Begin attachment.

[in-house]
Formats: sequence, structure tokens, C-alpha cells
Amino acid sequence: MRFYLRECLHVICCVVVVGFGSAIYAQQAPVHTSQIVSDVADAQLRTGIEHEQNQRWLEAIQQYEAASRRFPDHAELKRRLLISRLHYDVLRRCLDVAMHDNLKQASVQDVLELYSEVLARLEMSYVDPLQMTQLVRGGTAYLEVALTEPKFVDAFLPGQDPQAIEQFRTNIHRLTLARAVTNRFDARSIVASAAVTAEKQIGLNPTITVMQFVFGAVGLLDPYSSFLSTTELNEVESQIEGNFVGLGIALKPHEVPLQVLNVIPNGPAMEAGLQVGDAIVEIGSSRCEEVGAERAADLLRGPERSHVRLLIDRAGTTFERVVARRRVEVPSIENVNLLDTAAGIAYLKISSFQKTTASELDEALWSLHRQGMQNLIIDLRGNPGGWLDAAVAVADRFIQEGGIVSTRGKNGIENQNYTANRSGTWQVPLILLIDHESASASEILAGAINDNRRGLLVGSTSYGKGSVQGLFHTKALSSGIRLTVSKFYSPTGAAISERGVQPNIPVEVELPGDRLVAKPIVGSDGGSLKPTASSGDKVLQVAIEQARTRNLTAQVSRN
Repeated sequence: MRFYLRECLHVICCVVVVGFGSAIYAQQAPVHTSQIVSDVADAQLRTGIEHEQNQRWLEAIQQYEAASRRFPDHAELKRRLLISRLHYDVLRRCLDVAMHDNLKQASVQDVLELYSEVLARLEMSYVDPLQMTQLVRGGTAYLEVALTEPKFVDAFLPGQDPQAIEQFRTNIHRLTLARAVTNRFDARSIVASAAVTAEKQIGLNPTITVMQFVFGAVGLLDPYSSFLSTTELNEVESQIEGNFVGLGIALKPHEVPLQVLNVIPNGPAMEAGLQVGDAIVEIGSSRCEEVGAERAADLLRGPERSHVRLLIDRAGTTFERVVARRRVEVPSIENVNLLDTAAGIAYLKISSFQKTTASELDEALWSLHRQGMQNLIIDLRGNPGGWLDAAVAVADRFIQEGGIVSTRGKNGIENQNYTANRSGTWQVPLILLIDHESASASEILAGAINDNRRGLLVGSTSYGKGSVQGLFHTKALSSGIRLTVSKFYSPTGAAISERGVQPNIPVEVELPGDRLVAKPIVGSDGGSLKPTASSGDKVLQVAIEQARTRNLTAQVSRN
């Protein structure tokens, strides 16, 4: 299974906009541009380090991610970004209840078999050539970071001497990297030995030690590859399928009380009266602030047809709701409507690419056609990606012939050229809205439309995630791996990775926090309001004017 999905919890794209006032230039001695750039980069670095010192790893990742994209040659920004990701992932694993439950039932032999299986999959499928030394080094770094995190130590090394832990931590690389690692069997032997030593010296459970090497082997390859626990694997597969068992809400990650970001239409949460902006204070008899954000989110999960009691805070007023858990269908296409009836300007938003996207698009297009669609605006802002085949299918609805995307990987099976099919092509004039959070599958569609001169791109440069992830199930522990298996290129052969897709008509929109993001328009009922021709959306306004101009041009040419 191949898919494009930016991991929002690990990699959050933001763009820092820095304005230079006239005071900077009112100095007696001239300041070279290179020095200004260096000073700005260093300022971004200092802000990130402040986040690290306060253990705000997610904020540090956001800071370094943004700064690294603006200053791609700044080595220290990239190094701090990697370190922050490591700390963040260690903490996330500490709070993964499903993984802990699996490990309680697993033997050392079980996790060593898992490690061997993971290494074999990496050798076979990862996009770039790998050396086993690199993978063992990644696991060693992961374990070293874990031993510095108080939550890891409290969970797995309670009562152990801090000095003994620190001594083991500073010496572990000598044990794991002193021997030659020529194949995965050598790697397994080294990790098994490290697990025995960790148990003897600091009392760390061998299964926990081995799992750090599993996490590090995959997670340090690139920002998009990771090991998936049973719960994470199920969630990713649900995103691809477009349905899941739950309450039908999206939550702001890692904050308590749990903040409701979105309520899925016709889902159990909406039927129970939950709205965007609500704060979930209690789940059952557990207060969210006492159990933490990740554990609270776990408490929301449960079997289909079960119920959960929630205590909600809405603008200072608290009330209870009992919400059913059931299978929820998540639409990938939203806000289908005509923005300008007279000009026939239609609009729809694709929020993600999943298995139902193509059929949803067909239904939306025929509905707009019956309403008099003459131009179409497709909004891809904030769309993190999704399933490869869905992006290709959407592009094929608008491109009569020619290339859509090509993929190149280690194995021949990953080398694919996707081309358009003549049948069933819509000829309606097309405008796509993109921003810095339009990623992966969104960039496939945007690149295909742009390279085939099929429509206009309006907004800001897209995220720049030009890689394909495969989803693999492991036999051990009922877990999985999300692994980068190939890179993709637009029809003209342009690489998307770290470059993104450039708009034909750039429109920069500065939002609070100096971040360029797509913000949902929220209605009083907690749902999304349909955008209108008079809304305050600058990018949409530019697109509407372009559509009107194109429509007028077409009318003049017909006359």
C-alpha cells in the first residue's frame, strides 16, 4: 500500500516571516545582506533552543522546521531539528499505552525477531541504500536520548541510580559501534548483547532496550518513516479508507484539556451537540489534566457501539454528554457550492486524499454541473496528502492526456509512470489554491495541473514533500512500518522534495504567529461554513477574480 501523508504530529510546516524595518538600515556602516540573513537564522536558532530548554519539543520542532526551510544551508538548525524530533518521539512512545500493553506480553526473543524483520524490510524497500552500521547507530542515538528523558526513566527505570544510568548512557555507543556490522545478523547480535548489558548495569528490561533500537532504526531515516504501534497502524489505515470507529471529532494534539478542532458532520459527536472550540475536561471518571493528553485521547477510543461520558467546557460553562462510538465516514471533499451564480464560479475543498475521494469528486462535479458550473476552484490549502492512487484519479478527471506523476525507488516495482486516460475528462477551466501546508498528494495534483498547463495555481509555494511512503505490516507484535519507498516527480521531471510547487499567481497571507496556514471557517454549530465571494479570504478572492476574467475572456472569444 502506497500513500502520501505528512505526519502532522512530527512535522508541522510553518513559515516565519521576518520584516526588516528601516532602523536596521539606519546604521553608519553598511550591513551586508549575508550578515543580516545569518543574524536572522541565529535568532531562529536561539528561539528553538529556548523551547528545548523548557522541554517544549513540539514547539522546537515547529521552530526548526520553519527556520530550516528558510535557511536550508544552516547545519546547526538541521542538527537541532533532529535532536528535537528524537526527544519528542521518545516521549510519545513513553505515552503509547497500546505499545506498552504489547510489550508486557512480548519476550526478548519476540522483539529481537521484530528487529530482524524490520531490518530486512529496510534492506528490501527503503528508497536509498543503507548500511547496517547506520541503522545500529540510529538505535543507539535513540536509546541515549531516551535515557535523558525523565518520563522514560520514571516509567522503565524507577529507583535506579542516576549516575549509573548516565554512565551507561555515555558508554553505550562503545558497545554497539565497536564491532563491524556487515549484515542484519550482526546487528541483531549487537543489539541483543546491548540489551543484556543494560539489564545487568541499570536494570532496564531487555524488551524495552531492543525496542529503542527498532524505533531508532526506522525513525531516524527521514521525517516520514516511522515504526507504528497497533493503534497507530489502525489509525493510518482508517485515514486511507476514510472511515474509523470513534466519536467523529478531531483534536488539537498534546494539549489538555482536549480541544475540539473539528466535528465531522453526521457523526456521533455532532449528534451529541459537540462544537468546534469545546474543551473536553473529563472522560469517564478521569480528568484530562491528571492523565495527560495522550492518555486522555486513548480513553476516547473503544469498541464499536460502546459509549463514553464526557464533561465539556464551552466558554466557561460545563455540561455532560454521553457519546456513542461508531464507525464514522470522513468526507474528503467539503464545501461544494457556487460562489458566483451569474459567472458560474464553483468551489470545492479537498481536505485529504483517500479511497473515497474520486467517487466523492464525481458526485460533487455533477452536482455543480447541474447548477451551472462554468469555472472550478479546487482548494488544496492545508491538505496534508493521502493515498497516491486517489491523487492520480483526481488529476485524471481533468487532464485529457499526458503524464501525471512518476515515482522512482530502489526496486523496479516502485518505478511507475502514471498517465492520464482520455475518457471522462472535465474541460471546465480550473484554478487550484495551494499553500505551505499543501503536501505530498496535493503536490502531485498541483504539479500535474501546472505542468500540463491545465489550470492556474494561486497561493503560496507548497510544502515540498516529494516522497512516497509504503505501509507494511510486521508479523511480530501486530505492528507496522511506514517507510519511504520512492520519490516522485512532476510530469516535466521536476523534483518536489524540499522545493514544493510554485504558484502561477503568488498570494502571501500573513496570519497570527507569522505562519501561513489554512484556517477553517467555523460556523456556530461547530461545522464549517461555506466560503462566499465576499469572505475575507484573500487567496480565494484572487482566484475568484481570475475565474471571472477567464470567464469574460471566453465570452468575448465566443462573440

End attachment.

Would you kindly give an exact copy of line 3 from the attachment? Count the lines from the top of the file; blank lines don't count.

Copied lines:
Amino acid sequence: MRFYLRECLHVICCVVVVGFGSAIYAQQAPVHTSQIVSDVADAQLRTGIEHEQNQRWLEAIQQYEAASRRFPDHAELKRRLLISRLHYDVLRRCLDVAMHDNLKQASVQDVLELYSEVLARLEMSYVDPLQMTQLVRGGTAYLEVALTEPKFVDAFLPGQDPQAIEQFRTNIHRLTLARAVTNRFDARSIVASAAVTAEKQIGLNPTITVMQFVFGAVGLLDPYSSFLSTTELNEVESQIEGNFVGLGIALKPHEVPLQVLNVIPNGPAMEAGLQVGDAIVEIGSSRCEEVGAERAADLLRGPERSHVRLLIDRAGTTFERVVARRRVEVPSIENVNLLDTAAGIAYLKISSFQKTTASELDEALWSLHRQGMQNLIIDLRGNPGGWLDAAVAVADRFIQEGGIVSTRGKNGIENQNYTANRSGTWQVPLILLIDHESASASEILAGAINDNRRGLLVGSTSYGKGSVQGLFHTKALSSGIRLTVSKFYSPTGAAISERGVQPNIPVEVELPGDRLVAKPIVGSDGGSLKPTASSGDKVLQVAIEQARTRNLTAQVSRN